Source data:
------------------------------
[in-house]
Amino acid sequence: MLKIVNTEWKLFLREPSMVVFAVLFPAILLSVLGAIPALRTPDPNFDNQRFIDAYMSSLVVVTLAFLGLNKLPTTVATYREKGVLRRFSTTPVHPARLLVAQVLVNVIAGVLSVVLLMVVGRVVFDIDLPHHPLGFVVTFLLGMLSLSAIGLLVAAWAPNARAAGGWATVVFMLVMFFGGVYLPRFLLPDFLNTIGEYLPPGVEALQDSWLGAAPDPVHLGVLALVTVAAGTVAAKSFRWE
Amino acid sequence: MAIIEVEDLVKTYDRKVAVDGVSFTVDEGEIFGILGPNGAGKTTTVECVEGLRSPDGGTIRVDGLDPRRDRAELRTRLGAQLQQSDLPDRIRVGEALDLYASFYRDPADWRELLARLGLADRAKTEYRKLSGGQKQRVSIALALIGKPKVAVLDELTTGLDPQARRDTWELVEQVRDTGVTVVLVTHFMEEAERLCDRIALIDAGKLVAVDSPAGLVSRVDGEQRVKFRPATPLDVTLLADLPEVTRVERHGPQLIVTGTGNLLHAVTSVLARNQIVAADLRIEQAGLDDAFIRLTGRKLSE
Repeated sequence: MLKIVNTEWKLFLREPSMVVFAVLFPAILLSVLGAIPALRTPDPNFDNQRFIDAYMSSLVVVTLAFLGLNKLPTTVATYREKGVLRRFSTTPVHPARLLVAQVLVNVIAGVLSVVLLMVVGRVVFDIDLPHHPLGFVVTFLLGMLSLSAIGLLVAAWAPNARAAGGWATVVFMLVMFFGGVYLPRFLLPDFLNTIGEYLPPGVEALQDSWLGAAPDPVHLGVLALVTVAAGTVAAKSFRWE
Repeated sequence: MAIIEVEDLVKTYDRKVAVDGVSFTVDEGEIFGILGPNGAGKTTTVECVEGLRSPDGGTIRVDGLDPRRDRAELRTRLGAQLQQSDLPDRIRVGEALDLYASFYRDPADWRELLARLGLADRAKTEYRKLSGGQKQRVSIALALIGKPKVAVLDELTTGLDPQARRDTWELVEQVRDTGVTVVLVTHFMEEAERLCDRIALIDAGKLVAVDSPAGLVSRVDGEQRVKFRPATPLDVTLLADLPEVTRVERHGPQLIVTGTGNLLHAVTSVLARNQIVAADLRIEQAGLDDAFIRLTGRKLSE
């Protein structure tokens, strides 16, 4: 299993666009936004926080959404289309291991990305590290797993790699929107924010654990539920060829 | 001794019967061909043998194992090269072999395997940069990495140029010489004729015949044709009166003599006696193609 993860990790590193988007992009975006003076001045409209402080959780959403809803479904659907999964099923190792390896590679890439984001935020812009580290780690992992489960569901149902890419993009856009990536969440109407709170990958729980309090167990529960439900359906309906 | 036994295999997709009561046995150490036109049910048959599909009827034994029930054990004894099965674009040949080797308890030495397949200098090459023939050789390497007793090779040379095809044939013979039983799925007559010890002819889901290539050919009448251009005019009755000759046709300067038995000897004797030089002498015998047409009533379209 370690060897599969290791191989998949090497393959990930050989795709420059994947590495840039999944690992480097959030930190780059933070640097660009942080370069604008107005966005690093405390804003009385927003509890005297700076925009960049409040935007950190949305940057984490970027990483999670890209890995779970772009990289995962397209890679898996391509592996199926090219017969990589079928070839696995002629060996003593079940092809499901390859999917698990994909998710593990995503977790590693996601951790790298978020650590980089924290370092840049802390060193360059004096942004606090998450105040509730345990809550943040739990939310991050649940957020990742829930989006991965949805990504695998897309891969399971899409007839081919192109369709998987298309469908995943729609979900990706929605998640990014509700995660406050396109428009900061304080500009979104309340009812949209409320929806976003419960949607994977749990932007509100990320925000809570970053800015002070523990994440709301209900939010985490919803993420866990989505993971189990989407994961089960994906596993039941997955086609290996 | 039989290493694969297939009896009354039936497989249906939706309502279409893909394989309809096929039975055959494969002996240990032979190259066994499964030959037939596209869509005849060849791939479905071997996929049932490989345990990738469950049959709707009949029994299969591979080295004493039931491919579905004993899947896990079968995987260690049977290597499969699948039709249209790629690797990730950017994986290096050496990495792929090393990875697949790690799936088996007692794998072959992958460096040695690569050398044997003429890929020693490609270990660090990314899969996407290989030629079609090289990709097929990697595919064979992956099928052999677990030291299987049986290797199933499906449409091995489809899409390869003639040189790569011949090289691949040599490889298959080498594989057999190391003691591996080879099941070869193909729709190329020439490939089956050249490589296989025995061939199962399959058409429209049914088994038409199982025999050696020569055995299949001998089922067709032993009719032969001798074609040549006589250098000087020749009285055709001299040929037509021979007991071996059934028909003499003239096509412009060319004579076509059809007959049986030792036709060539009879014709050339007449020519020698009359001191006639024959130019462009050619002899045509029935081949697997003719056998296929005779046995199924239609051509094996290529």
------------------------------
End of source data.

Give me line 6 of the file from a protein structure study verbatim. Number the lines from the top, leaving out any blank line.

């Protein structure tokens, strides 16, 4: 299993666009936004926080959404289309291991990305590290797993790699929107924010654990539920060829 | 001794019967061909043998194992090269072999395997940069990495140029010489004729015949044709009166003599006696193609 993860990790590193988007992009975006003076001045409209402080959780959403809803479904659907999964099923190792390896590679890439984001935020812009580290780690992992489960569901149902890419993009856009990536969440109407709170990958729980309090167990529960439900359906309906 | 036994295999997709009561046995150490036109049910048959599909009827034994029930054990004894099965674009040949080797308890030495397949200098090459023939050789390497007793090779040379095809044939013979039983799925007559010890002819889901290539050919009448251009005019009755000759046709300067038995000897004797030089002498015998047409009533379209 370690060897599969290791191989998949090497393959990930050989795709420059994947590495840039999944690992480097959030930190780059933070640097660009942080370069604008107005966005690093405390804003009385927003509890005297700076925009960049409040935007950190949305940057984490970027990483999670890209890995779970772009990289995962397209890679898996391509592996199926090219017969990589079928070839696995002629060996003593079940092809499901390859999917698990994909998710593990995503977790590693996601951790790298978020650590980089924290370092840049802390060193360059004096942004606090998450105040509730345990809550943040739990939310991050649940957020990742829930989006991965949805990504695998897309891969399971899409007839081919192109369709998987298309469908995943729609979900990706929605998640990014509700995660406050396109428009900061304080500009979104309340009812949209409320929806976003419960949607994977749990932007509100990320925000809570970053800015002070523990994440709301209900939010985490919803993420866990989505993971189990989407994961089960994906596993039941997955086609290996 | 039989290493694969297939009896009354039936497989249906939706309502279409893909394989309809096929039975055959494969002996240990032979190259066994499964030959037939596209869509005849060849791939479905071997996929049932490989345990990738469950049959709707009949029994299969591979080295004493039931491919579905004993899947896990079968995987260690049977290597499969699948039709249209790629690797990730950017994986290096050496990495792929090393990875697949790690799936088996007692794998072959992958460096040695690569050398044997003429890929020693490609270990660090990314899969996407290989030629079609090289990709097929990697595919064979992956099928052999677990030291299987049986290797199933499906449409091995489809899409390869003639040189790569011949090289691949040599490889298959080498594989057999190391003691591996080879099941070869193909729709190329020439490939089956050249490589296989025995061939199962399959058409429209049914088994038409199982025999050696020569055995299949001998089922067709032993009719032969001798074609040549006589250098000087020749009285055709001299040929037509021979007991071996059934028909003499003239096509412009060319004579076509059809007959049986030792036709060539009879014709050339007449020519020698009359001191006639024959130019462009050619002899045509029935081949697997003719056998296929005779046995199924239609051509094996290529």